I assume almost all of you have heard in the meantime about Nazanin Zaghari-Ratcliffe, the British-Iranian charity worker who is in Evin prison in Iran. One months ago, on 15 June 2019 she started a hunger strike. Her husband Richard Ratcliffe joined her and also went on hunger strike. This blog post is about their hunger strike, the support they received and what we can do to continue supporting the campaign for her release.
1. Nazanin Zaghari-Ratcliffe’s ordeal started more than three years ago. In March 2016 Nazanin travelled to Iran to visit her parents and to celebrate Nowruz (Iranian New Year). Nazanin went together with her daughter Gabriella who was at that time 21 months old.
On 3 April 2016, when Nazanin wanted to travel back to London and went with Gabriella to Tehran’s Iman Khomeini Airport, she was arrested by officials who were likely part of the Revolutionary Guards. Nazanin was allowed to leave her daughter in the care of her parents and was then taken by the officials.
2. She was first in Kerman prison, about 1000 km from Tehran. In mid June 2016 she was transferred to section 2-A of Evin Prison in Tehran. She spent about 130 days in solitary confinment, first in Kerman prison and then in Evin prison. At the end of December 2016 / beginning of January 2017 she was transferred to the Women’s Ward in Evin Prison.
In an unfair trial Nazanin was sentenced to five years in prison i.a. for “membership of an illegal group” in connection with her work for BBC Media Action and Thomson Reuters Foundation. The court of appeal confirmed her conviction in January 2017. In October 2017 she appeared again in court in a second case. This second case is still open and with it the threat of even more years in prison.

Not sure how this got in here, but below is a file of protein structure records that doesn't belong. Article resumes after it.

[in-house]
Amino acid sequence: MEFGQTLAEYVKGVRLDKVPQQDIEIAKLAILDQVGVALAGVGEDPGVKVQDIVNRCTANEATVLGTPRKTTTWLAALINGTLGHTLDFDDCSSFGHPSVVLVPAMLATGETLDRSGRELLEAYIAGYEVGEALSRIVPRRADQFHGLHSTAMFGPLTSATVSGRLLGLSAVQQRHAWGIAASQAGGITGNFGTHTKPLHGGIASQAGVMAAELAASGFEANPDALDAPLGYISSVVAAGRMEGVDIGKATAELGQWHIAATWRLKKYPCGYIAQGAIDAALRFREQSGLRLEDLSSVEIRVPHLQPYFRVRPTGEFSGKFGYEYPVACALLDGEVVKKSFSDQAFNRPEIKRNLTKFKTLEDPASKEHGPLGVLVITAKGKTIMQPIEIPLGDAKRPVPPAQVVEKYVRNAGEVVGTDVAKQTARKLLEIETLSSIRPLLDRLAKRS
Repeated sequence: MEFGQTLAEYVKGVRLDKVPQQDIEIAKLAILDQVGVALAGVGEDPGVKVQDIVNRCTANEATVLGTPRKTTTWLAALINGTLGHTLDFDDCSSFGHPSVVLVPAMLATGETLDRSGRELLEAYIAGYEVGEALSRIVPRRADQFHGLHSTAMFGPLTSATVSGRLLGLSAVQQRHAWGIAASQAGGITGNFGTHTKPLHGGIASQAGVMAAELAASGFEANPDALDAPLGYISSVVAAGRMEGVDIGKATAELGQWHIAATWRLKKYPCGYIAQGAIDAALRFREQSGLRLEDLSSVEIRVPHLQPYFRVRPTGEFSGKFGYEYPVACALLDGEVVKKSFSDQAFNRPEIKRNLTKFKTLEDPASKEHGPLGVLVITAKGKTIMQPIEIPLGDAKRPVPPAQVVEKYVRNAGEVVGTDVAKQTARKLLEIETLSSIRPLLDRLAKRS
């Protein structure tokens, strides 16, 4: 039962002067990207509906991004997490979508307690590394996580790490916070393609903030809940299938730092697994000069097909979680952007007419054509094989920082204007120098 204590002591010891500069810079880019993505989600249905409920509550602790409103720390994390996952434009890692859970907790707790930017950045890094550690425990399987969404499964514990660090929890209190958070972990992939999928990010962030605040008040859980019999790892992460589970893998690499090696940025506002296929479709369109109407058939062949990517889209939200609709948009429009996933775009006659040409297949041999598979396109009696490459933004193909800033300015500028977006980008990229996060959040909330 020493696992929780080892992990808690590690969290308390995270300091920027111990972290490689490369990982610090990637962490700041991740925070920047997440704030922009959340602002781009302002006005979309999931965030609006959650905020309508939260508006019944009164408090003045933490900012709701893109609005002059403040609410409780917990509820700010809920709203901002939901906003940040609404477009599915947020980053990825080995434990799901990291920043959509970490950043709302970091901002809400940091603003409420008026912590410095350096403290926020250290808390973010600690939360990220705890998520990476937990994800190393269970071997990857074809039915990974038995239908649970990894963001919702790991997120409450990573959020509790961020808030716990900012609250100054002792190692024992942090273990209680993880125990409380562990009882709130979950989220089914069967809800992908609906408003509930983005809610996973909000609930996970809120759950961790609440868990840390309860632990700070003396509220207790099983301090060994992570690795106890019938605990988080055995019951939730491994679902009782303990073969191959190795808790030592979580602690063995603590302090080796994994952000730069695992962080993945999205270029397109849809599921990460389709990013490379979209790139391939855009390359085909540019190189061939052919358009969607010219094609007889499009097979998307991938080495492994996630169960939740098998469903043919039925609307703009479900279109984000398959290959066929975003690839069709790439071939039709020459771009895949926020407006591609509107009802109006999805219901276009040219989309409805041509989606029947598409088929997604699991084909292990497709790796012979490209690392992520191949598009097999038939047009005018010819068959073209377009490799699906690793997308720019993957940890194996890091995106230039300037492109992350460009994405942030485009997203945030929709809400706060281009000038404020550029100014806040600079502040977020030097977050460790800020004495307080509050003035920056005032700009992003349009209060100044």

3. Nazanin developed several health problems and went in January 2019 on a three day hunger strike to protest against the lack of medical care. United Nations human rights experts published a statement on 16 January about the denial of medical treatment for Nazanin and for Narges Mohammadi, another prisoner of conscience:
“Ms. Zaghari-Ratcliffe, a dual UK-Iranian national, has been denied appropriate health care by the Iranian authorities for lumps in her breasts, severe neck pain, and numbness in her arms and legs, her husband has said. She has also been denied appropriate mental health care from outside Evin Prison. “
The experts urged Iran to give Nazanin and Narges access to appropriate medical care and also called for their release.
Nazanin still has not received sufficient access to medical care. A few days ago (10 July) the UN human rights experts published another statement. They expressed in particular concern for Arash Sadeghi who suffers from a rare form of bone cancer and does not receive medical care. They also mentioned the lack of medical attention for two dual nationals Ahmadreza Djalali and Kamran Ghaderi. Regarding Nazanin and Narges they said:
“Two women, Nazanin Zaghari-Ratcliffe and Narges Mohammadi, whose health concerns were detailed in a January 2019 public statement,** have also continued to be denied appropriate healthcare.”
II. Hunger Strike
1. One months ago, on 15 June Nazanin’s husband Richard announced that he had a call from her and that she has begun a new hunger strike to protest her continuing unfair imprisonment.
Richard decided to join her in her hunger strike and began a “continual vigil in front of the Iranian Embassy”. He said that he will also not eat and continue with the hunger strike as long as she continues.